Taking cuttings

Taking cuttings

Around the same time we were re-introduced to the method of cloning – I say re-introduced because while it wasn’t a process we had been using, it was a simple gardening technique my grandmother had shown me years before as “making cuttings”. She would cut off a branch of a plant with a sharp knife and stick it into a hormone rooting solution, homemade from pieces of willow tree branches soaked in water. Growers these days buy rooting hormone, but the process is identical.

I had a crop of 20 young plants of various strain backgrounds. We took two clones from each of the plants, and then used the budding light cycle to force the sex to show. Once we identified the male plants (half of them) we killed them and their clones, which still left us with ten large budding females and their 20 clones.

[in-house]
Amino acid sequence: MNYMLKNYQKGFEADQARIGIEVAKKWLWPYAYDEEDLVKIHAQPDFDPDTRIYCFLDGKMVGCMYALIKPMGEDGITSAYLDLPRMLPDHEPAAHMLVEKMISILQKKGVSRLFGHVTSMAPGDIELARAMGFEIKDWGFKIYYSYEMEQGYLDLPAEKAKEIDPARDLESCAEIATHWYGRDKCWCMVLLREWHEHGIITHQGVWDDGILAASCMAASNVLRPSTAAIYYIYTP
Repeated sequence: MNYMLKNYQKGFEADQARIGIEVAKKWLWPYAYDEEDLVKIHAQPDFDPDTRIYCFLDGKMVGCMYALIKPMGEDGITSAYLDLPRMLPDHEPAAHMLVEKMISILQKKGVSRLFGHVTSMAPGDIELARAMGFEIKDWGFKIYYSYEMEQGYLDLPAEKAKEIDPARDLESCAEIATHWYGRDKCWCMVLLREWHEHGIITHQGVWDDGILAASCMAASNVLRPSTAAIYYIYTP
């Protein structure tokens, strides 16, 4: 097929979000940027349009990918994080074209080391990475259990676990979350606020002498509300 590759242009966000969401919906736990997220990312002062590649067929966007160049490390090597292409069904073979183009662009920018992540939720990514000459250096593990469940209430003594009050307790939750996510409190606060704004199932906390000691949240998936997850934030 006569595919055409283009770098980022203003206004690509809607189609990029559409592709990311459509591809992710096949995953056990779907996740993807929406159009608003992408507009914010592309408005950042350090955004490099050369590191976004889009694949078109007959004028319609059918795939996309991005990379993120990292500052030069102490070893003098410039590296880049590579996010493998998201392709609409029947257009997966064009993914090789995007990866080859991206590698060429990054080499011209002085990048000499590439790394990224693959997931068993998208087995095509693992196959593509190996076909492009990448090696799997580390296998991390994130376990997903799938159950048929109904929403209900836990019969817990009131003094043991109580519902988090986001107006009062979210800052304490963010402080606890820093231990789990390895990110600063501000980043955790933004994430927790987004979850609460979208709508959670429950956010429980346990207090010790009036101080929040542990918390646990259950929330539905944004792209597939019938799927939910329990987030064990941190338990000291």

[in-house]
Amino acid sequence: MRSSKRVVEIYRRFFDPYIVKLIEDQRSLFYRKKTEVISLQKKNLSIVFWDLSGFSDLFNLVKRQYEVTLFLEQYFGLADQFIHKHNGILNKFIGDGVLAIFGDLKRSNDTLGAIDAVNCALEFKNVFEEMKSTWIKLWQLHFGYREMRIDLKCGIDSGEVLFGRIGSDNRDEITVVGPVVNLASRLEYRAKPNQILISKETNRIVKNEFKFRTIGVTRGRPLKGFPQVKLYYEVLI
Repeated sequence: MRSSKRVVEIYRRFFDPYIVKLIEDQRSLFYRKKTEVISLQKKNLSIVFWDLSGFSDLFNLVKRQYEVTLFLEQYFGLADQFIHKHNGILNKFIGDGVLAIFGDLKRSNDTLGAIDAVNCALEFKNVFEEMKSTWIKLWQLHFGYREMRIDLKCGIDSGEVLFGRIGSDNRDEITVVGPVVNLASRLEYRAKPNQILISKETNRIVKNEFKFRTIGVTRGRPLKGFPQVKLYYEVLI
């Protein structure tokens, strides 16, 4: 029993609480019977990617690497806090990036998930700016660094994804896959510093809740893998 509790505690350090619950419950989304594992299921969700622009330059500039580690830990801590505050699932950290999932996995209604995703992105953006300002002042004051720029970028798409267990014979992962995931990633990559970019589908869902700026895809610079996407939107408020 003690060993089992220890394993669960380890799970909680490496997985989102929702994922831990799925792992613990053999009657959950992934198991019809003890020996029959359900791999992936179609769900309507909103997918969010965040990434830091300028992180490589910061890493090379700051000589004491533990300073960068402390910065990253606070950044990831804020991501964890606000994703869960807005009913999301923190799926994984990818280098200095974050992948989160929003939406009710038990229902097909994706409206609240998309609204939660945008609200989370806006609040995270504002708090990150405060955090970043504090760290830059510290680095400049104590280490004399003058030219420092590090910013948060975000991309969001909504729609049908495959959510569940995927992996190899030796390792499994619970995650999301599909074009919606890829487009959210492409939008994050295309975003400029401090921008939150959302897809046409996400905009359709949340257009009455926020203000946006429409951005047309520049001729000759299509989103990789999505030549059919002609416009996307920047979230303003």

Now we had ten different hybrid genetics in total with two clones from each to work with and choose from. Even though we were making great strides, we wanted a room full of the same breed with the same size and characteristics. Basically, we wanted many copies of one great female plant so made the decision to play “Breeding Hermans”. We took two clones from one female plant, stressed one of the clones until it developed male sex organs, and then bred it with the other female clone. To our delight it worked – we ended up with seeds that grew into females 85-90 percent of the time and were consistent with the original female plant’s characteristics. We could now plant around 30 to 40 seeds and end up with 30 female plants the same size with the same genetics. We were ecstatic.